Lower Drinking Age: Good Idea or Extremely Dangerous

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The start occurred when instructed to find a prompt for an argument. The prompt was found on ProCon. This website lists many controversial topics with pros and cons. One stood out and it was the argument if the drinking age should be lowered. From there sources need to be found to give extra information for any claims that will be made. Although ProCon provided many sources, the ones chosen were from simple Google searches. Then it was time to begin the drafting process. When that process was done a final check occurred to make sure it was stellar. Finally it was handed in on Turnitin and printed.

Underage drinking is a very large problem today. Many young people are still able to get their hands on alcohol even though it’s illegal. This voices the argument should the drinking age be lowered or should it remain stagnant at twenty one. There are many who believe it’s not a huge problem because eighteen to twenty year olds will still find a way to drink. Others say it’s dangerous and irresponsible.

One argument for the drinking age to remain stagnant would be the amount of alcohol consumption. When young people drink they don’t do it responsibly. The concern here would be the issue of binge drinking. Binge drinking is when a person drinks more alcohol than their body should have in short succession. The most prominent people who binge drink are college students. Those who see how prominent this problem has become including MADD, have the stance that the drinking age should not be lowered since it will encourage binge drinking. The president of MADD has spoken on this drinking age issue in an interview with CBS. She was quoted saying:

“It saved over 1,000 young people's lives every year for the last 24 years. Why would we go back? We tried this in the '70s and '80s. It simply did not work then; alcohol-related fatalities went up in that age group” (CBS).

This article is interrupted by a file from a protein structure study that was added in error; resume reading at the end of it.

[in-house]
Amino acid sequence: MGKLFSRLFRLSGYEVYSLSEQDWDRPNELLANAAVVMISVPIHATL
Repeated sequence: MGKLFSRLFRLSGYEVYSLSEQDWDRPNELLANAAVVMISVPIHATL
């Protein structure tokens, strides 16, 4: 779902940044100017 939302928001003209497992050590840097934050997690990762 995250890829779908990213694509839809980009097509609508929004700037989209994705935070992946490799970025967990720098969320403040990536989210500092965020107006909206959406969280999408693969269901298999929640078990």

Drew Saylor also sides with MADD. She believes the current drinking age is working well. She discusses the underlying dangers in the process of alcohol consumption. One very large concern would be the health of young people. This is shown by her statement in which she says:

“Heavy alcohol use among college students is a serious public health concern and has led to tragic consequences for many young people, families, and communities.” (Saylor, Drew 2011).

College kids do not understand that they may be risking their health to have “fun”. They may not see any problems now however as they get older they may have problems with alcohol. One example could be a broken family dynamic This includes the likelihood of developing a problem with alcohol abuse when they get older. This is supported when she says:

“Alcohol use at a younger age in general can have lasting repercussions such as an increased likelihood of alcohol-related disorders and substance abuse in adulthood” (Saylor, Drew 2011).

However, many people disagree with these arguments. These people discuss how young adults from the ages of 18-21 are able to do many other things that are considered dangerous. Some examples could be driving without serving in the military as well as driving. This argument has supported by many groups. One group is “Choose Responsibility”. One of this groups main concerns is to lower the drinking age, but emphasizes the importance of drinking responsibly. One service they desire includes classes on the importance of safe drinking habits. It also discusses how parents should be responsible for showing their children safe drinking habits. In the article it says:

“The 21-year-old drinking age ties the hands of parent and places them in an untenable position. They must either ignore the reality of alcohol consumption among young people and forbid their children from drinking or break the law by serving alcohol to their under-21 children. Neither option is acceptable to a responsible parent, or in a society governed by rule of law. Parents need to be re-enfranchised, again involved in the process of teaching their children how to make informed, healthy decisions about alcohol and its use” (McCardell, John).

Alcohol is a very awkward conversation for young people. The reason being many of have been subjected to it or have drank. Even with the current regulations young people still manage to get alcohol. The reason could have something to do with the idea of being a rebel. In their mindset if something tells them no, it wants them want to do it even more. Perhaps with a lower drinking age not as many young people will find drinking as fun. However, personal opinions aside, it’s subject to people and their beliefs.


""A Spirited Debate on a Lower Drinking Age."" 2008, August 20. CBS. Date Accessed January 7, 2019.

McCardell, John. ""Drinking age - Choose Responsibility."" (n.a.). John McCardell - Drinking age - Choose Responsibility. Date Accessed January 9, 2019.

Saylor, D. 2011. Heavy Drinking on College Campuses: No Reason to Change Minimum Legal Drinking Age of 21. Journal of American College Health.

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Lower Drinking Age: Good Idea or Extremely Dangerous. (2019, Aug 12). Retrieved May 20, 2024 , from

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